Persistent food insecurity and livelihood crisis in the Horn of Africa
Over US$11 million required for agricultural assistance activities
26 April 2006, Rome -- Over 15 million people are at risk of losing their livelihoods due to the severe drought currently affecting countries in the Horn of Africa. Eight million of these people need emergency assistance of food and non-food aid, FAO announced today.
As part of the 2006 Consolidated Appeal for the Horn of Africa recently launched by the UN and its humanitarian partners, FAO is appealing for over US$11 million in funding to support its emergency-related agricultural activities in three of the affected countries -- Eritrea, Djibouti and Kenya. In addition, FAO is requesting US$11.6 million under the revised consolidated appeal for Somalia.
The appeal advocates support for the efforts of governments and the international humanitarian community to respond to this drought crisis. Key donors (Scandinavian countries, the European Community, Japan and the United States) have expressed their support for a regional approach that would address immediate and longer-term needs. The goal of FAO’s activities is to intervene strategically to save lives through livelihood-oriented relief and recovery.
Anne M. Bauer, Director, FAO Emergency Operations and Rehabilitation Division, underlined the need for more efforts to save both the lives and the livelihoods of pastoralists: “The support of the humanitarian community is essential. FAO, with the support of donors, will play a key role in helping these countries restore pastoral livelihoods and help vulnerable people meet their nutritional needs.”
Pastoralists at risk
Those most at risk are predominantly pastoralist or agropastoralist communities, which remain among the region’s poorest and most vulnerable due to successive shocks and structural problems. The most urgent consequence of the drought is the lack of water for human and animal consumption. Traditionally, pastoralists move their livestock over long distances to cope with seasonal fluctuations and drought effects. However, mobility is often limited by clan, ethnic, district and national conflicts and boundaries, making long-distance migration difficult.
Droughts in the Horn of Africa occur frequently (four in the last six years), due to poor rains, increased population pressure and environmental degradation. Current climatic trends indicate reduced rainfall in the Horn and East Africa for the foreseeable future.
Recent beneficial rains in most parts of the drought-affected areas of northern and eastern Kenya, southern and eastern Ethiopia and southern Somalia have improved water availability and given hope for improved pasture in the weeks ahead. However, the arrival of the rains is not the end of the problem. Many animals weakened by the drought will be particularly vulnerable to internal parasites and clostridial infections following the sudden flush of grass. Further livestock losses could occur.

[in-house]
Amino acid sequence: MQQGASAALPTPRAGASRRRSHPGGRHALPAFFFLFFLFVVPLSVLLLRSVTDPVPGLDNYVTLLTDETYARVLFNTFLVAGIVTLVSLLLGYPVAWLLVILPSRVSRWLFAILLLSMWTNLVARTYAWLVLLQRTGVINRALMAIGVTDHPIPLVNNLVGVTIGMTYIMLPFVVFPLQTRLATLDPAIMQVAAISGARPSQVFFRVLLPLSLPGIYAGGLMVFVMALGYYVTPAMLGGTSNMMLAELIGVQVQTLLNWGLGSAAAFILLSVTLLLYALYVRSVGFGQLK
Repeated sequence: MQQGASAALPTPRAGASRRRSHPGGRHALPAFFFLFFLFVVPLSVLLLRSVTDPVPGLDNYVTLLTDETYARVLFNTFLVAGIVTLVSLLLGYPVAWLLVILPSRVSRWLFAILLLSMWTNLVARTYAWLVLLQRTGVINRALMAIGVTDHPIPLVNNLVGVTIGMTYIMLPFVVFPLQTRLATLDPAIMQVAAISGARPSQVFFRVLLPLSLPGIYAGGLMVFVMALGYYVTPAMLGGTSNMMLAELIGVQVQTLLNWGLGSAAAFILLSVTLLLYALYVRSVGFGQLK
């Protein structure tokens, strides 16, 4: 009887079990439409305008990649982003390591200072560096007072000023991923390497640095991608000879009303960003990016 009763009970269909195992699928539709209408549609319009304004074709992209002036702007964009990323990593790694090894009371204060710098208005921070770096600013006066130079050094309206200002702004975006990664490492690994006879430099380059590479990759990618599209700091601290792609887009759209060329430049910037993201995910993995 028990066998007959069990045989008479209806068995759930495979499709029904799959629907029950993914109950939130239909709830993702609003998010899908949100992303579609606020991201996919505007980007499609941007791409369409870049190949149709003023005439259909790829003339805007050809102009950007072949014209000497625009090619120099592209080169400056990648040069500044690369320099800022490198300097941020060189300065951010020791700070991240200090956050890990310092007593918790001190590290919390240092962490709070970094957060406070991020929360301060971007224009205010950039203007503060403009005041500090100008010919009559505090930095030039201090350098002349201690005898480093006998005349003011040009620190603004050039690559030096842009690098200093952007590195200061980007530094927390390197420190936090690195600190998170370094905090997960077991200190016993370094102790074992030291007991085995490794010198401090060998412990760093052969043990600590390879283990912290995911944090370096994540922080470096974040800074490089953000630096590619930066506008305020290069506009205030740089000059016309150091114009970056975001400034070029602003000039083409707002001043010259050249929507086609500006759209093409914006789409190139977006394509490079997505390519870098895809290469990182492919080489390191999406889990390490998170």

Even assuming a period of normal rains, it will take years for some of the livestock herds and flocks to recover to levels that can provide their owners with a sustainable livelihood. Vulnerable communities, already suffering from years of drought and erratic and below normal rainfall patterns, will need continuing support and development assistance during these crucial years.
FAO’s assistance will focus on livestock health by de-worming and immunizing productive animals against contagious diseases, which will increase the animals’ chances of survival.
FAO will also help pastoralists receive better prices for those animals that can be sold. Emergency de-stocking will help to provide a fair price to farmers for their livestock. In some cases, animals will be slaughtered and the meat (fresh or dried) will be provided to feeding centres in the region. FAO will collaborate with non-governmental organizations, local governments and private institutions to draw on existing appropriate mechanisms to develop country-specific de-stocking plans and build on and support existing market structures.
FAO will also help provide fodder crop seeds for planting 300 hectares, which could produce over 5 000 tonnes of hay and dry matter to support a healthy livestock population in the region.
As a result of these interventions and by addressing the underlying causes of the chronic food insecurity, pastoralists should also be less vulnerable to future crises. As part of its longer-term development initiatives, FAO and its partners are working to help with water, sanitation, health, nutrition and education. FAO will facilitate the long-term sustainability of emergency interventions through community-based hands-on learning in farmer field schools.
With the support of the international community, an immediate response to this drought and food insecurity situation should enable vulnerable communities to survive the current crisis with their livelihoods intact and give them a more sustainable road to recovery.
Information Officer, FAO
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